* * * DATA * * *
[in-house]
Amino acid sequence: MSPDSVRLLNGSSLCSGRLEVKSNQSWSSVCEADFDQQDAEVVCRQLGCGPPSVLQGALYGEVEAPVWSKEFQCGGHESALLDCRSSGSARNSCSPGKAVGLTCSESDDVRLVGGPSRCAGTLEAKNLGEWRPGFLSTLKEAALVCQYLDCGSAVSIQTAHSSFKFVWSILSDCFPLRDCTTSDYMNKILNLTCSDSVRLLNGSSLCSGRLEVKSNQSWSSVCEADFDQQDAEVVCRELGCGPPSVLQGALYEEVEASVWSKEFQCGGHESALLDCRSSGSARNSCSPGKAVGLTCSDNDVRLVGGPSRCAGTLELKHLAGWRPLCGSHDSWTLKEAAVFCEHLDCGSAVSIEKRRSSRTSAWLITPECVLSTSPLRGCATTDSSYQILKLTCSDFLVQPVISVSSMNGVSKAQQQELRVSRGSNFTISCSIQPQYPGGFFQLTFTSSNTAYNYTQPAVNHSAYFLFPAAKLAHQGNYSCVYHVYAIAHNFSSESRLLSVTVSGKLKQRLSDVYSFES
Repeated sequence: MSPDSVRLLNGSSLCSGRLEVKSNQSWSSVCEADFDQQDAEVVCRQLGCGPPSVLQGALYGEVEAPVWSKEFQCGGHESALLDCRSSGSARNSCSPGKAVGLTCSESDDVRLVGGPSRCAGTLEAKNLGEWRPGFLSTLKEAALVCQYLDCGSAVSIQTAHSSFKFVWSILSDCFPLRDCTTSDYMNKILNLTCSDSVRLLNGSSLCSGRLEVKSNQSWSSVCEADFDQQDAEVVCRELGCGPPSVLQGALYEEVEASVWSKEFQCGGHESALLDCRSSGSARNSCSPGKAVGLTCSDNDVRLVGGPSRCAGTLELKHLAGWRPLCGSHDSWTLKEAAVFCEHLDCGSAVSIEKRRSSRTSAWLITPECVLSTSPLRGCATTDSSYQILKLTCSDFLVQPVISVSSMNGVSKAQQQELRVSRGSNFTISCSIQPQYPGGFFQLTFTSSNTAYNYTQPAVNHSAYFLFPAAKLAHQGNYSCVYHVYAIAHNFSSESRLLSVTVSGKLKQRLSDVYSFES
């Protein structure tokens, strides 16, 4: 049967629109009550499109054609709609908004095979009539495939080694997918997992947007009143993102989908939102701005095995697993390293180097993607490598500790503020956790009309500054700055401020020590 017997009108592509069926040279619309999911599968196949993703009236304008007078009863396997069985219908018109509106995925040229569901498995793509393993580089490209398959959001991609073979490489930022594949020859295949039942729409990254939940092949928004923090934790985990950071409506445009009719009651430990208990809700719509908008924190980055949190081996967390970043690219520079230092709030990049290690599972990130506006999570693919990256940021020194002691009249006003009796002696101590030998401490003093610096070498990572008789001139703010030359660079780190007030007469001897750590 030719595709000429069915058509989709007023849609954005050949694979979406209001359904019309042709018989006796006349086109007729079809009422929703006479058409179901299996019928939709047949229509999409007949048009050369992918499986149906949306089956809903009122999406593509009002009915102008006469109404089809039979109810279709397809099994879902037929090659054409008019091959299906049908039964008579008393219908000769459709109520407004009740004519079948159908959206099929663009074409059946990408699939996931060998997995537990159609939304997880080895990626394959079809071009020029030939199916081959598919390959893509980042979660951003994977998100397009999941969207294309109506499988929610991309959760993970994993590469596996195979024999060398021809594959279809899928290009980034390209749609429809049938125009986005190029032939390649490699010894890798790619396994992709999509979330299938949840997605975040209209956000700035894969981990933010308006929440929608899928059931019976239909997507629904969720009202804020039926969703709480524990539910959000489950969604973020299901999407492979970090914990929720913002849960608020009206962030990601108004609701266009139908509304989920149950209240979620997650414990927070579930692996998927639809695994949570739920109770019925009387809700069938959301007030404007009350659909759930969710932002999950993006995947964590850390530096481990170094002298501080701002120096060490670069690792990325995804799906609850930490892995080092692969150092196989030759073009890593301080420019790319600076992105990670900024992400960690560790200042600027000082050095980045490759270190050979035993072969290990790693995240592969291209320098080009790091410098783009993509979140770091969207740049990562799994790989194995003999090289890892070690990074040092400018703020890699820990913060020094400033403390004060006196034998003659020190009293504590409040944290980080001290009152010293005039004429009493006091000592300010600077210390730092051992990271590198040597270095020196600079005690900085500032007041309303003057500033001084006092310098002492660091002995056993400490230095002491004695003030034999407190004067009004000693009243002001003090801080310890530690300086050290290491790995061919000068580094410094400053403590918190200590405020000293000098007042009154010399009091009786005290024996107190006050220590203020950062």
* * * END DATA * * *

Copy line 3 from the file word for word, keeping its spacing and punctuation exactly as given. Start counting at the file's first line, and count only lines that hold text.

Repeated sequence: MSPDSVRLLNGSSLCSGRLEVKSNQSWSSVCEADFDQQDAEVVCRQLGCGPPSVLQGALYGEVEAPVWSKEFQCGGHESALLDCRSSGSARNSCSPGKAVGLTCSESDDVRLVGGPSRCAGTLEAKNLGEWRPGFLSTLKEAALVCQYLDCGSAVSIQTAHSSFKFVWSILSDCFPLRDCTTSDYMNKILNLTCSDSVRLLNGSSLCSGRLEVKSNQSWSSVCEADFDQQDAEVVCRELGCGPPSVLQGALYEEVEASVWSKEFQCGGHESALLDCRSSGSARNSCSPGKAVGLTCSDNDVRLVGGPSRCAGTLELKHLAGWRPLCGSHDSWTLKEAAVFCEHLDCGSAVSIEKRRSSRTSAWLITPECVLSTSPLRGCATTDSSYQILKLTCSDFLVQPVISVSSMNGVSKAQQQELRVSRGSNFTISCSIQPQYPGGFFQLTFTSSNTAYNYTQPAVNHSAYFLFPAAKLAHQGNYSCVYHVYAIAHNFSSESRLLSVTVSGKLKQRLSDVYSFES